Alcohol withdrawal can be extremely dangerous and even deadly. Many people do not view quitting the regular, long-term use of alcohol as difficult or deadly as quitting other addictive drugs cold turkey, but it can be just as deadly — or even more so in some cases. It is important that all patients and their care providers take the dangers of alcohol withdrawal seriously.
Patients who are considering quitting alcohol should see a doctor for an assessment to ensure they are healthy enough to go through the process. For those who have a history of withdrawal, who have a long history of drinking, or who drink excessively, medical monitoring may be necessary.
Understanding Alcohol Withdrawal
Withdrawal occurs when someone stops drinking cold turkey, and their body tries to function without alcohol in the bloodstream. Alcohol withdrawal is a set of symptoms that may happen as a heavy drinker detoxes from alcohol.
They may begin within a day of having their last drink, and peak two to four days later. These symptoms occur because of alcohol dependence, a condition where the body becomes accustomed to having the alcohol and continuously needs more.
Possible Symptoms and Complications of Alcohol Withdrawal
The severity of alcohol withdrawal can vary depending on certain factors including how much and how long the person drank. The symptoms can range from relatively mild to severe. Some symptoms associated with alcohol withdrawal include:
- Nausea and vomiting
- Increased heart rate
- High blood pressure
- Delirium tremens
Delirium tremens, sometimes called alcohol withdrawal delirium or DTs, is especially dangerous with a mortality rate of up to five percent. Medical support and monitoring are vital if you or a loved one experience delirium tremens. Symptoms of this complication include:
You may be at a higher risk of developing DTs in certain circumstances. This includes:
- Have another medical illness or concern as well
- Using alcohol heavily daily
- A history of delirium tremens or seizures during withdrawal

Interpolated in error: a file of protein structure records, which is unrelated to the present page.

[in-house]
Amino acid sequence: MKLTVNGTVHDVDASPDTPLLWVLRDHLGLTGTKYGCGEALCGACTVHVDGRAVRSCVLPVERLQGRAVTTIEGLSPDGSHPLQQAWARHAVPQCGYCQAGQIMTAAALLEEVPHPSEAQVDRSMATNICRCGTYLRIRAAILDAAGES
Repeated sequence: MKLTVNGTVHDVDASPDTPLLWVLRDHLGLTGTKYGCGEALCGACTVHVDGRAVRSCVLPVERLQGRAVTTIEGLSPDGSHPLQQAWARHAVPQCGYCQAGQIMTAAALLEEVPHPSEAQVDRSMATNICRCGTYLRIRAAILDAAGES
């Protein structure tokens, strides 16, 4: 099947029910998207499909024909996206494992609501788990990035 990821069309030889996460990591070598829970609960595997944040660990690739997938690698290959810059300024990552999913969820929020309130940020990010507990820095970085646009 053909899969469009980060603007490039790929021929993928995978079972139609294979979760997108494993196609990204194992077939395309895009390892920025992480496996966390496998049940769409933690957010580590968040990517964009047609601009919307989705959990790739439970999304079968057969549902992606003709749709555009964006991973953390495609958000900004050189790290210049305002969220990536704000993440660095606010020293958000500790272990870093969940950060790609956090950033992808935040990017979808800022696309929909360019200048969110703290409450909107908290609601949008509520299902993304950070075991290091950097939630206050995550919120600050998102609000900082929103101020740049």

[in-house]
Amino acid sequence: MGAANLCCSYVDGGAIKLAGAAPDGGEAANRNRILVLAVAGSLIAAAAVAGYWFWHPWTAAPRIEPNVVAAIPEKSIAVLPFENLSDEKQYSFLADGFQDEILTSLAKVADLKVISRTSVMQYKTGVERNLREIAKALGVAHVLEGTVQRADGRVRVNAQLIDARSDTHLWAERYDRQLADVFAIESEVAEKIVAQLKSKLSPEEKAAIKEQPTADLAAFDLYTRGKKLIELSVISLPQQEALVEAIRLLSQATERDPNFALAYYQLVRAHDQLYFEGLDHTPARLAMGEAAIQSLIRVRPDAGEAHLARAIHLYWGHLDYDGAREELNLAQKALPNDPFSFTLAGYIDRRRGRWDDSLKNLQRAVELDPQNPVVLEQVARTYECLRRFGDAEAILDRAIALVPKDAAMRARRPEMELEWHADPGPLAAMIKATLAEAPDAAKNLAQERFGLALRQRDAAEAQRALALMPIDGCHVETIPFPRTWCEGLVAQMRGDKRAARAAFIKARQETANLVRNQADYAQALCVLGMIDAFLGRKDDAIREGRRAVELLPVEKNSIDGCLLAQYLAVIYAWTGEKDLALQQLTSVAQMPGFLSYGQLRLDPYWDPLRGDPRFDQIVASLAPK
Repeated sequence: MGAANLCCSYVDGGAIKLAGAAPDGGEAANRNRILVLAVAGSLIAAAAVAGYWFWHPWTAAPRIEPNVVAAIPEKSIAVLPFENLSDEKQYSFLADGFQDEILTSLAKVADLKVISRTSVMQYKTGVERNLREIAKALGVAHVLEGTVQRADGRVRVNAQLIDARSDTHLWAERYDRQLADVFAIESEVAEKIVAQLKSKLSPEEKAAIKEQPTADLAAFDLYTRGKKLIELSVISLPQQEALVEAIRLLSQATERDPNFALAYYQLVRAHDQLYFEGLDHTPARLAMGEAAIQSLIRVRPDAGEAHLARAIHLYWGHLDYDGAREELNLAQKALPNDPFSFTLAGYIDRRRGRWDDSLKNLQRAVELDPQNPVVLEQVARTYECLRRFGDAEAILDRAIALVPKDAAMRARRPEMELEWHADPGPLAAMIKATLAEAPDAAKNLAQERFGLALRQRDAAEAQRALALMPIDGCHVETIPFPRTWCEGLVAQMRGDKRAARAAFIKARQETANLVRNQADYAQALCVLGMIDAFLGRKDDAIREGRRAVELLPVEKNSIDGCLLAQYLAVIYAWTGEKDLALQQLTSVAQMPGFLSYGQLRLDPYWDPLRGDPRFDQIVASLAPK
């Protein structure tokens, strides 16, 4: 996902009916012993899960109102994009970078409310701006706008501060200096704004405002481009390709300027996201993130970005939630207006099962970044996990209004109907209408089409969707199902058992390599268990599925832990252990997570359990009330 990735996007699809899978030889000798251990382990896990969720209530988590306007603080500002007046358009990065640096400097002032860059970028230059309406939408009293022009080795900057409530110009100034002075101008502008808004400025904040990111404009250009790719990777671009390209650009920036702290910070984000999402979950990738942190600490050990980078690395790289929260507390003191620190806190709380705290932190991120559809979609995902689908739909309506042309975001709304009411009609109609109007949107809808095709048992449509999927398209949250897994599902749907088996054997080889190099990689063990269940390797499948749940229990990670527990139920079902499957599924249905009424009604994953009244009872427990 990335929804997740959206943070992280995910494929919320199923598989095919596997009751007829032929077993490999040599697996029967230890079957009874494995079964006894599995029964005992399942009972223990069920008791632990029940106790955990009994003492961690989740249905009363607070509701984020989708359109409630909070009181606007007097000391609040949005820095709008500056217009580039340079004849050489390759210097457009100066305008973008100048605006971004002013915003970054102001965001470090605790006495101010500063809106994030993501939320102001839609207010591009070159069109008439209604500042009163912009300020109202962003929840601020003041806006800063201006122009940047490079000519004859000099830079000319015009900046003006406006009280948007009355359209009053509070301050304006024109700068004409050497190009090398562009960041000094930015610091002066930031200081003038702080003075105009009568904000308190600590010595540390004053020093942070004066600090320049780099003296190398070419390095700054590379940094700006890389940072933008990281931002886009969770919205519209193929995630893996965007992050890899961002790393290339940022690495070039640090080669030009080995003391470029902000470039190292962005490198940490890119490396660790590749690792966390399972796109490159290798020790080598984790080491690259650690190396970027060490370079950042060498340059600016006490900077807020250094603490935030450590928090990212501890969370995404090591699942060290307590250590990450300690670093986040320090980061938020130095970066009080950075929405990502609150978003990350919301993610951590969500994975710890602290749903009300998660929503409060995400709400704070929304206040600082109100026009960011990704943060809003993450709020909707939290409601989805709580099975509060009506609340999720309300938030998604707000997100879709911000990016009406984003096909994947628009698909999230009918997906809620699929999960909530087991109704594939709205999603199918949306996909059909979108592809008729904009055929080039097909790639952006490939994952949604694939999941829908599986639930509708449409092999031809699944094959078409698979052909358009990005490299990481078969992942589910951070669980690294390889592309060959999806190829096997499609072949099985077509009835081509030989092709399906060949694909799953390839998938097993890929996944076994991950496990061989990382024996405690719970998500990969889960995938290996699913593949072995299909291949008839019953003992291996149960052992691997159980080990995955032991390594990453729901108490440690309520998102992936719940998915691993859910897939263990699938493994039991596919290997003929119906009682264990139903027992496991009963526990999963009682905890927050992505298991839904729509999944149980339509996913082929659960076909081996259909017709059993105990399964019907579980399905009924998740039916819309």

- Abnormal liver function
- Initial severe withdrawal symptoms
- Advanced age
If you have any of these risk factors, it is imperative that you do not try to detox from alcohol without adequate medical supervision or care. Alcohol withdrawal can and does lead to brain injury and death in some cases.
Having the Proper Medical Supervision Can Lower Risks of Serious Complications
It is always a good idea to have a doctor evaluate your health before beginning any detox program, whether you intend to try it at home or in a facility. The doctor can examine your risk factors for withdrawal complications and recommend a supervised medical detox if necessary.
A supervised medical detox is a good idea for those at an increased risk for life-threatening withdrawal complications. In addition, when the detox occurs in a facility monitored by medical professionals, they can offer you medication to reduce the discomfort you experience.
Not all detox facilities are the same, however. It is important to choose a facility with:
- A doctor who oversees the program and checks in on patients regularly
- Around-the-clock support and care
- Regular monitoring by a medical professional
- A complete initial assessment conducted during admissions
- A plan for emergency medical care, if the need arises
If a detox facility does not have someone who comes to check your vital signs and evaluate you for serious complications several times a day, you could develop DTs, dehydration, or another serious complication without catching it until it is life-threatening.
Withdrawal Injuries and Deaths in a Detox Facility May Support a Medical Malpractice Claim
If you or a loved one went through alcohol withdrawal in a detox facility and suffered serious complications, the medical malpractice attorneys from Newsome | Melton want to review your case for free. Negligence on the part of the medical professionals in charge of monitoring and care can prevent patients from getting the prompt medical care they need.
If we discover careless, reckless, or negligent behavior led to your injuries or your loved one’s death, your family may be eligible to file a medical malpractice claim and pursue compensation. We may be able to help you recover damages that include:
- Medical treatment and care costs
- Ongoing and future care costs
- Lost wages, diminished earning capacity, or loss of future income
- Pain and suffering
- Mental anguish
- Out-of-pocket costs
- Wrongful death damages
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